Tesla Motors released its first-quarter earnings this afternoon, logging revenue of $713 million on deliveries of 6,457 Model S electric cars.
That's essentially the number it had said it would sell in the quarter, but the total is slightly down from the record 6,892 sold in the prior quarter.
It built 7,535 Model S cars in the quarter, however, building inventories as it began shipping cars to China--where sales started last month--and continuing to roll out sales in various European countries.
The number of Tesla electric cars produced in the first quarter was roughly 2 percent above the prior guidance of 7,400 cars. During the quarter, net orders in North America grew 10 percent.
Production for the second quarter is expected to increase to a level of 8,500 to 9,000 Model S cars, with projected global deliveries of 7,500.
And Tesla expects to deliver 35,000 cars during all of calendar 2014, CEO Elon Musk said, as it continues to be limited not by demand but by production capacity.
By the end of this year, according to the shareholder letter, the company expects to be building 1,000 electric cars each week in its Fremont factory.
On a conference call for financial analysts and media, Musk noted that the company had made dozens of running changes to the Model S over the last year and half--and promised "some very exciting software updates" in the months to come.
Tesla will also launch the right-hand-drive version of the Model S next month in the United Kingdom--it opened a London store last October--and in both Hong Kong and Japan sometime during the summer.
Analysts were eager to hear anything the company has to say about early demand for the Model S electric car in China in the two weeks since it went on sale.
In its shareholder letter, Tesla wrote:
Our entry into China has been greeted enthusiastically. After working for more than a year to secure proper government approvals, licenses and facilities, we delivered the first cars in China at customer events in Beijing and Shanghai last month. Each event enjoyed ample media coverage, complete with delighted Model S owners receiving their cars.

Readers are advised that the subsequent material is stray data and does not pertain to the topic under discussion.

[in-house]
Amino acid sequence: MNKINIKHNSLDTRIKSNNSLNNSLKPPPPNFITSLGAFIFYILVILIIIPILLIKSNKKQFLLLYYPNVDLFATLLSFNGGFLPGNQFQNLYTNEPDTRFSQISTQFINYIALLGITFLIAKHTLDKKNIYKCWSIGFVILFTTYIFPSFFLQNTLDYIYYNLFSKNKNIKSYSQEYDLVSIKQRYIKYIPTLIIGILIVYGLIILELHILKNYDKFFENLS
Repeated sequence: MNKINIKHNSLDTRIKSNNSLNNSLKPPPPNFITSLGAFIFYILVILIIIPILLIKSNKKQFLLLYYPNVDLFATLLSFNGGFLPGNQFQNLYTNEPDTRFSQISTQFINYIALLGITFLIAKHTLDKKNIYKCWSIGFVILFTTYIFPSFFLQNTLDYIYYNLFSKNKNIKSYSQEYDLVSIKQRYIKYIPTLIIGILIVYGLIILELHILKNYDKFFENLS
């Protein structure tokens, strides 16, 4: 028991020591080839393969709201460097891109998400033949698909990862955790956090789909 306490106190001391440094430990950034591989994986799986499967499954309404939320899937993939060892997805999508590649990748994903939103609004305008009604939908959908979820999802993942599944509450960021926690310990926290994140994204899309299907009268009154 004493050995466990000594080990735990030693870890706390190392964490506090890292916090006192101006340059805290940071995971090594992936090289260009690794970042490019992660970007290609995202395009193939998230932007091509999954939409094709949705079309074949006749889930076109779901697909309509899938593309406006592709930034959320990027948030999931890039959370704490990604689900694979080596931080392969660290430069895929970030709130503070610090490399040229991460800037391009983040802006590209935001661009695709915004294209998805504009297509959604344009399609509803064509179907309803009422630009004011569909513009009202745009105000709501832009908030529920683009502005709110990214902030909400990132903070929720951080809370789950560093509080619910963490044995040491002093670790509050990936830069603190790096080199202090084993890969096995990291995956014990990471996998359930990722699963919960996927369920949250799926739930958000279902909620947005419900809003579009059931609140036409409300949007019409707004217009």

Tesla received further media attention thanks to the Shanghai government’s announcement that Model S drivers in the city will be entitled to free license plates, thereby avoiding the usual public auction price of $10,000 to $15,000 per plate. Since Model S pricing in China was already very competitive, this makes the car’s value proposition even more compelling.
Government support crucial
In response to a question about what the "order book in China" looks like, and what volume China sales would contribute, CEO Elon Musk said he was "blown away" by the enthusiasm at all levels--from consumers to government officials--that he had experienced in China.
That enthusiasm is important to opening its sales and service facilities, too. The shareholder letter noted:
With the help of the Shanghai government, for example, we were able to construct a Supercharger station within just a few weeks of site selection. At the start of China deliveries we had three Supercharging sites open, each powered by clean electricity from solar panels.
"I really don't think we'll be demand-limited" in the country, he said. And, he said, "I really think we'll have to limit the number of cars we send to China" to avoid starving the rest of the world.
Musk also noted that Tesla had said it expected to build cars in China in three or four years, especially once its current Fremont, California, plant had reached its maximum production.
"Our biggest issue in China with unhappiness is that customers aren't getting their cars soon enough," he concluded, with wait times of four to five months, especially in mid-size cities where Tesla had not yet opened facilities.
"We didn't do as good a job as we should have done in some of our prior market launches," Musk said, and it had learned from that lesson.
That said, speed is of the essence in China. "My instructions to the team in China are to spend money as fast as they can without wasting it," Musk said, to roll out Tesla Stores and service centers as rapidly as possible.